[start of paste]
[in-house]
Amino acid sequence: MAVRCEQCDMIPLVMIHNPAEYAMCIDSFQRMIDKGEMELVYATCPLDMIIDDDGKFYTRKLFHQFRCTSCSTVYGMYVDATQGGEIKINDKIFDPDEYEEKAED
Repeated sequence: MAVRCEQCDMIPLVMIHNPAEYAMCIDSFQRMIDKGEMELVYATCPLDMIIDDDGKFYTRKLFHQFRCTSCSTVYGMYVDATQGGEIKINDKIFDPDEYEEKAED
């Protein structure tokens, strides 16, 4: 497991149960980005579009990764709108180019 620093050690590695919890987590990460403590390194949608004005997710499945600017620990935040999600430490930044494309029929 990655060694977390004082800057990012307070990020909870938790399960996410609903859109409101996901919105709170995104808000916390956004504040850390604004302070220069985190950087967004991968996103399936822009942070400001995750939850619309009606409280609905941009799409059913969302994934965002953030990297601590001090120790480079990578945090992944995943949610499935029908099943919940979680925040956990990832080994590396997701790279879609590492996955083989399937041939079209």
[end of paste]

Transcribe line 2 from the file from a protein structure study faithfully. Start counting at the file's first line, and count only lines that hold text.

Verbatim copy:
Amino acid sequence: MAVRCEQCDMIPLVMIHNPAEYAMCIDSFQRMIDKGEMELVYATCPLDMIIDDDGKFYTRKLFHQFRCTSCSTVYGMYVDATQGGEIKINDKIFDPDEYEEKAED